Touring with this company has brought me so many "wow" moments — narrowing it down seems hopeless. From taking WWII veterans back to the beaches they landed at in Normandy, to walking with tour members across the very top of the 170-foot-high and 900-foot-long Pont du Gard Roman aqueduct, to surprising groups with an evening champagne toast right at the moment when floodlights suddenly flash on to illuminate Carcassonne's awesome fortifications, there are so many. But there is one that stands out:

While on a France guidebook research trip back in 1990 or so, I befriended a guide at le Mont St-Michel. She offered that on my next visit with a tour group she would take us on a "special tour" of the abbey. I could tell she was a top-notch guide, so this sounded intriguing. A few weeks later, she met my tour group and proceeded to walk us up from the base of the island to the very top of the massive church, where we explored rooms that were strictly closed to the public (her key set was massive). That was pretty wonderful, but she wasn't finished. The tour ended with her unlocking a small door and leading us all out onto a flying buttress. Yes, I mean on top of the buttress! Centuries ago, a very narrow walkway had been built for maintenance purposes. As our adrenaline kicked in we half-walked, half-crawled to panoramic, jaw-numbing views over the church, the island, the bay, and halfway to England (and sincerely appreciating the solid work of stonemasons from 800 years ago). Those tour members still talk about that experience today.

Today, that original tour itinerary has grown to five. Which one is your favorite?

That's like asking me to choose my favorite child. Sorry, but that's impossible. As co-author of our France books, I am often asked to name my favorite region, and the honest answer is that I can't pick one. Each region in France is unique and our tours reflect that. Since France's forte is its incredible variety, we need five tours to do it justice. That said, each itinerary has its niche (and length). If you've never been to France, I'd take Paris & the Heart of France (Paris, Loire, Burgundy, and Normandy). If you love food and wine, take the Eastern France tour (Champagne, Alsace, Burgundy, and Provence). If you are looking for the most variety in one tour, take Loire to the South of France (Chartres, Loire, Dordogne, Languedoc, Provence, and Riviera). If you prefer independence, take the My Way tour. And if you can't stop dreaming of Paris, take the week-long Paris tour. Ooh la la, better yet, make the choice easy and just take them all!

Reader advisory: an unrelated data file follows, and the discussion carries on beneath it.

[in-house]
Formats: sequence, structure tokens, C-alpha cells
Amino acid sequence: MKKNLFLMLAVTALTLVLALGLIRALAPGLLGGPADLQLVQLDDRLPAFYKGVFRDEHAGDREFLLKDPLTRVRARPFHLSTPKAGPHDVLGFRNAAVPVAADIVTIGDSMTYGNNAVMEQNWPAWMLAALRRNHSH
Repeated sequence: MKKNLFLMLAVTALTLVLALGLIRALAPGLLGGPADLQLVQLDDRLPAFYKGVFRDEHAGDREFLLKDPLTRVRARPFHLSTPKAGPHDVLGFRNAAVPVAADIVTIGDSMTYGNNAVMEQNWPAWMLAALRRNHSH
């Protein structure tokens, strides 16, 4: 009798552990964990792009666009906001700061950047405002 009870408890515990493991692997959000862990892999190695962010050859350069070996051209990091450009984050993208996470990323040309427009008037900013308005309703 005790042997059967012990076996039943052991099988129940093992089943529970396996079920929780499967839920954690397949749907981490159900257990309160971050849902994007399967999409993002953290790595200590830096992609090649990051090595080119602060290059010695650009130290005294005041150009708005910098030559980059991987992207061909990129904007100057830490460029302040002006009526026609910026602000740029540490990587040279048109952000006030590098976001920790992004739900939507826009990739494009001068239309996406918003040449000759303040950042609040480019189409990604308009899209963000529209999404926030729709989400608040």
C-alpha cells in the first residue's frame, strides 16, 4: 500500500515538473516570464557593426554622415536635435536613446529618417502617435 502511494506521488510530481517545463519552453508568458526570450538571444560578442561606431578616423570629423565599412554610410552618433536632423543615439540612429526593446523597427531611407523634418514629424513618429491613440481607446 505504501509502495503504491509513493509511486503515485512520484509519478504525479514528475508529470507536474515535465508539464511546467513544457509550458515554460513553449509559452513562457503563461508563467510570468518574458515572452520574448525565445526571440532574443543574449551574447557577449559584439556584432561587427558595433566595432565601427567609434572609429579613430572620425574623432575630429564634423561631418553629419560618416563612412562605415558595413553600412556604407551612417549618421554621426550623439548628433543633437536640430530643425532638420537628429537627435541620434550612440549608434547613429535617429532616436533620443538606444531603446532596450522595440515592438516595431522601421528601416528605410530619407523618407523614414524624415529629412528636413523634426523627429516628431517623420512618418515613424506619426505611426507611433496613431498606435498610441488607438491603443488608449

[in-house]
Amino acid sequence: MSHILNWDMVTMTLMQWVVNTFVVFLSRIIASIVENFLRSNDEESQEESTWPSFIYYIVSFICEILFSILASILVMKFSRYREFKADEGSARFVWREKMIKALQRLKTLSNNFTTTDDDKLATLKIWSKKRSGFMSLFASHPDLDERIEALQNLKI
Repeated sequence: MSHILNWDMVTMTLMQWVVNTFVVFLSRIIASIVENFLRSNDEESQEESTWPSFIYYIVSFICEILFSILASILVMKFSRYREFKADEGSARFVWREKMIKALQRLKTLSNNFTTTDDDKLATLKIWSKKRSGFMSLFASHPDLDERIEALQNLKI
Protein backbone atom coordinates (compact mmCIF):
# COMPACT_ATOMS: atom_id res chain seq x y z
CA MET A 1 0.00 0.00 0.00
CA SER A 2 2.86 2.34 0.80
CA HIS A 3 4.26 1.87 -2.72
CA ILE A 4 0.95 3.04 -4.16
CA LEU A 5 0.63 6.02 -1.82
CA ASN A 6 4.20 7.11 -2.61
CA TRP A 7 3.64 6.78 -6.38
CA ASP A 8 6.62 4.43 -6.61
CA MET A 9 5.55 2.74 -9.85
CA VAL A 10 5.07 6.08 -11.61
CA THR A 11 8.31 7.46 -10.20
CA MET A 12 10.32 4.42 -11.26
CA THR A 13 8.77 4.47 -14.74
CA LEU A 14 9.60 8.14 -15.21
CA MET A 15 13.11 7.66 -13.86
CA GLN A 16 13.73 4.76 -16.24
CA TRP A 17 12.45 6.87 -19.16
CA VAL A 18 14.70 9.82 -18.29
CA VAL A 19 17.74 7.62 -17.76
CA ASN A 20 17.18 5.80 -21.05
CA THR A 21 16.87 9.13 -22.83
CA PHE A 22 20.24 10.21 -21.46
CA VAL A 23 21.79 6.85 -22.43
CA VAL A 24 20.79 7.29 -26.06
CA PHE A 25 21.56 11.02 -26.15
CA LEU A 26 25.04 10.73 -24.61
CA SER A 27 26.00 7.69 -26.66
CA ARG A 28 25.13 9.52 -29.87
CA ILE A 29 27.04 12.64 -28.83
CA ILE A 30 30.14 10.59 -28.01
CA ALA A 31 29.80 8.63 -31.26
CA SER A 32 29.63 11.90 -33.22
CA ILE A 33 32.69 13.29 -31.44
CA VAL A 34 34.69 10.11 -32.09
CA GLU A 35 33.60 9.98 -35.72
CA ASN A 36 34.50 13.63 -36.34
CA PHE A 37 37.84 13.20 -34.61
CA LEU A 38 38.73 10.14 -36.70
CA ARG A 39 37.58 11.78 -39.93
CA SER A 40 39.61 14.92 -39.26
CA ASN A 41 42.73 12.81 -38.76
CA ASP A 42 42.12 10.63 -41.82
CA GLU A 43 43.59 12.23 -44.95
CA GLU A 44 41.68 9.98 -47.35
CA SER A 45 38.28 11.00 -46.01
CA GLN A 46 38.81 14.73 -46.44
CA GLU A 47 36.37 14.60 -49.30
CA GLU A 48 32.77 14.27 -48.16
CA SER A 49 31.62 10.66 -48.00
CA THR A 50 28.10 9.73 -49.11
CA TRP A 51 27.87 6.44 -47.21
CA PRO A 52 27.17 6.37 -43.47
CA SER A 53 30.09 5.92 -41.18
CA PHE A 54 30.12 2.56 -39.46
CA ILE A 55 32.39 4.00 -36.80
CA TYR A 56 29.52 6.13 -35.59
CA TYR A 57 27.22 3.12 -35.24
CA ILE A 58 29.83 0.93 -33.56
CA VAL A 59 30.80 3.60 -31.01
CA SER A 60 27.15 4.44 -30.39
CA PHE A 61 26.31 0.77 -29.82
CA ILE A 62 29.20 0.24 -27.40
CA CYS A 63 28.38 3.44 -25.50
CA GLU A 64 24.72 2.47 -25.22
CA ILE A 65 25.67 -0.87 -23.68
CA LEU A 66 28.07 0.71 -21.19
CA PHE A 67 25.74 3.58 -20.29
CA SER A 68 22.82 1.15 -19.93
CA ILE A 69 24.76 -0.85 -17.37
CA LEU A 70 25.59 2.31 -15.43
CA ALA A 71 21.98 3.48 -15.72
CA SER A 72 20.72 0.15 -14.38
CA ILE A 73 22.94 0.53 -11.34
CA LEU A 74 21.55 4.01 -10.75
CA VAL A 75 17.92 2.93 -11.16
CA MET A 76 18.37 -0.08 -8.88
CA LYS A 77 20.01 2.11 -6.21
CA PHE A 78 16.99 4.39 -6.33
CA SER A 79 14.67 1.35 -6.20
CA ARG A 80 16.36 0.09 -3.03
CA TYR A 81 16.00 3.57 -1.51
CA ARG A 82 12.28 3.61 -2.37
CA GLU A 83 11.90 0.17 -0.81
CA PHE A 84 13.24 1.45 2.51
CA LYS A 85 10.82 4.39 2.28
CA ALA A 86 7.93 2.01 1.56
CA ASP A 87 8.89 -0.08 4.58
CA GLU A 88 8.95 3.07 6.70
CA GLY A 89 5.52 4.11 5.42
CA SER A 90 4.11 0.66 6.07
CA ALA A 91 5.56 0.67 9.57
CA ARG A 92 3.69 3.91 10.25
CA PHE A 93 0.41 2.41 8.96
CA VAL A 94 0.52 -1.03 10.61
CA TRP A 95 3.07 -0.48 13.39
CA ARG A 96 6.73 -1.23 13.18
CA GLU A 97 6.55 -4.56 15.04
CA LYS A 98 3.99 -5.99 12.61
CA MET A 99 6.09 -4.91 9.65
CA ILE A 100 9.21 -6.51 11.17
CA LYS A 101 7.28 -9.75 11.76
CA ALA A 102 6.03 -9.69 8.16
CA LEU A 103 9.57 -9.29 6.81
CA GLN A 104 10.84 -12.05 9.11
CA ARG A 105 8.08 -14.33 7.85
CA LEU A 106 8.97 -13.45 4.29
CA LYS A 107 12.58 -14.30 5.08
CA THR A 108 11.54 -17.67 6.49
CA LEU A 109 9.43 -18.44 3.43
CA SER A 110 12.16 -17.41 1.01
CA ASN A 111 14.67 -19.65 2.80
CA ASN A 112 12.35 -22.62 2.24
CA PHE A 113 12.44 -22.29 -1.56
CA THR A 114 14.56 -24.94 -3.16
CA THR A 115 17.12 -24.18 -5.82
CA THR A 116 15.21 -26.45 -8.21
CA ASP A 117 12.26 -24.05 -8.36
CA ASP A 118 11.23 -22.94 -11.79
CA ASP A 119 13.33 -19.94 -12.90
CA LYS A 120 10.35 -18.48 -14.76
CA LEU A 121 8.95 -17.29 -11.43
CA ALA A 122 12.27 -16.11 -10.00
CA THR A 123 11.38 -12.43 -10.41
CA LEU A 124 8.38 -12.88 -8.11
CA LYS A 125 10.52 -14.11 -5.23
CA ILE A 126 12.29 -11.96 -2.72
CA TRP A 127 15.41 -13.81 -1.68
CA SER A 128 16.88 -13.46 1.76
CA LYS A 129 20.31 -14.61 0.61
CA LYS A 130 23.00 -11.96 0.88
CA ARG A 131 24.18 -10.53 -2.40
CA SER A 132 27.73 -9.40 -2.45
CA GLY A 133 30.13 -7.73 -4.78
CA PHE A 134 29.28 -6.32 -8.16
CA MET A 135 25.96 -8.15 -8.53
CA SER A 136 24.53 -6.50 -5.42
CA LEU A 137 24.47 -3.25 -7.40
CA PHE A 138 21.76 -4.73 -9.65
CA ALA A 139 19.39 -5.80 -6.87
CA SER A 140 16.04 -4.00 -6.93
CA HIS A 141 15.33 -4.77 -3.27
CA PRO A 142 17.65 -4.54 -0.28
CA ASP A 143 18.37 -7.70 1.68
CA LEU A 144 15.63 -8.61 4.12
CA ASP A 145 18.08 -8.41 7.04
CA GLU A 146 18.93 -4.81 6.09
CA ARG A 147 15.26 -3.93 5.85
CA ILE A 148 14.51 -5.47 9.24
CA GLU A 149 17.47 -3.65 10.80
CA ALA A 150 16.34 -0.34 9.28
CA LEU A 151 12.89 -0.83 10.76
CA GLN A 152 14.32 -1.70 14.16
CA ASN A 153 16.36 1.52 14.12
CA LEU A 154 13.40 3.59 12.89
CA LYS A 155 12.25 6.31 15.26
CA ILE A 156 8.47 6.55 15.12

Today, 14 different guides combine to lead Rick Steves' France tours. You hired all of them and know them well. Tell us about them.

Our France guides reflect the variety you find in this amazing country. While each guide is different, they all know every corner of France, and are passionate about the country and their work as teachers. Half of our guides are French, and they lead a majority of our tours. But we also have three American guides, one Canadian, one Brit, one German, and one Dutch guide. While our French guides include the cool accent, no one should feel disappointed to have a nonnative guide. Each of them has chosen to live (or spend much of their lives) in France, and they are just as excited (if not moreso!) about France as a French native. Our American guides have the great advantage of understanding what tickles Americans' curiosity, and can speak to that. Each guide brings their own background and perspective to our guide meetings, and that further enriches our France program.

After such a busy and rewarding career, what's next for Steve Smith?

First and foremost, I want to spend generous amounts of time with my 16-year-old daughter, my elderly parents, and a few friends with health issues. Second, I look forward to focusing on the various France guidebooks that I co-author. Until now I've had to hire extra help to update our books, as I couldn't be away from the office for as long as that requires. Now I can indulge in the luxury of researching entire books at a reasonable pace. I also plan to spend considerable time at our house in Burgundy, where I'll be based when researching guidebooks. The 250-year-old place needs some TLC. And I was not kidding about loving the pace of life in France. I have some dear friends there with whom I plan to spend more time relaxing. Finally, I'll be spending time in Guatemala, as I'm involved with an organization that takes high school students there as a critical part of a nine-month global leadership program. And who knows, I'd love to guide again, now that I have more time. I'd love to get back out on that flying buttress…

Looks like I won't be bored any time soon.